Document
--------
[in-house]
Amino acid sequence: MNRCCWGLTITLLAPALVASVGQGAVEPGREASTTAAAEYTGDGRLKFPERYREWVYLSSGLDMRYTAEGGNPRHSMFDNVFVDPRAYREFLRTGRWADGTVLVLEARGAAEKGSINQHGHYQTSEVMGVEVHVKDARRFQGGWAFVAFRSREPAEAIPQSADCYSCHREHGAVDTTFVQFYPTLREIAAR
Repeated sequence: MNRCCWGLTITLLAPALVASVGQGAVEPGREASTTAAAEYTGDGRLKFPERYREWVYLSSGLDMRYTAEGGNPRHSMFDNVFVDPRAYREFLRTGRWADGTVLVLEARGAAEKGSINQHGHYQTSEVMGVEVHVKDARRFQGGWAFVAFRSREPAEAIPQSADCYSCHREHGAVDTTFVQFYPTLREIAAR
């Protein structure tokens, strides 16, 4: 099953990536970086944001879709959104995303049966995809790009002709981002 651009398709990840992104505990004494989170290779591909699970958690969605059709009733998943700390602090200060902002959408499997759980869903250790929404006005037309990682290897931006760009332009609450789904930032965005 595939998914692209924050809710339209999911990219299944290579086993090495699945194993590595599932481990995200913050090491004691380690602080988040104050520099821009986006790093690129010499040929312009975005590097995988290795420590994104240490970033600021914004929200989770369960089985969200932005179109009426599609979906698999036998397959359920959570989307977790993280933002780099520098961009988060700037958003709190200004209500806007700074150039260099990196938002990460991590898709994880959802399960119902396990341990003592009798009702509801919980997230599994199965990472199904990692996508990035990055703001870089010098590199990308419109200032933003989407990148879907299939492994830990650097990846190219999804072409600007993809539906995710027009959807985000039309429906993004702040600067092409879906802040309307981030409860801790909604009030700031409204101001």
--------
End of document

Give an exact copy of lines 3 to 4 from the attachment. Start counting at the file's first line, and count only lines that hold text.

Repeated sequence: MNRCCWGLTITLLAPALVASVGQGAVEPGREASTTAAAEYTGDGRLKFPERYREWVYLSSGLDMRYTAEGGNPRHSMFDNVFVDPRAYREFLRTGRWADGTVLVLEARGAAEKGSINQHGHYQTSEVMGVEVHVKDARRFQGGWAFVAFRSREPAEAIPQSADCYSCHREHGAVDTTFVQFYPTLREIAAR
């Protein structure tokens, strides 16, 4: 099953990536970086944001879709959104995303049966995809790009002709981002 651009398709990840992104505990004494989170290779591909699970958690969605059709009733998943700390602090200060902002959408499997759980869903250790929404006005037309990682290897931006760009332009609450789904930032965005 595939998914692209924050809710339209999911990219299944290579086993090495699945194993590595599932481990995200913050090491004691380690602080988040104050520099821009986006790093690129010499040929312009975005590097995988290795420590994104240490970033600021914004929200989770369960089985969200932005179109009426599609979906698999036998397959359920959570989307977790993280933002780099520098961009988060700037958003709190200004209500806007700074150039260099990196938002990460991590898709994880959802399960119902396990341990003592009798009702509801919980997230599994199965990472199904990692996508990035990055703001870089010098590199990308419109200032933003989407990148879907299939492994830990650097990846190219999804072409600007993809539906995710027009959807985000039309429906993004702040600067092409879906802040309307981030409860801790909604009030700031409204101001």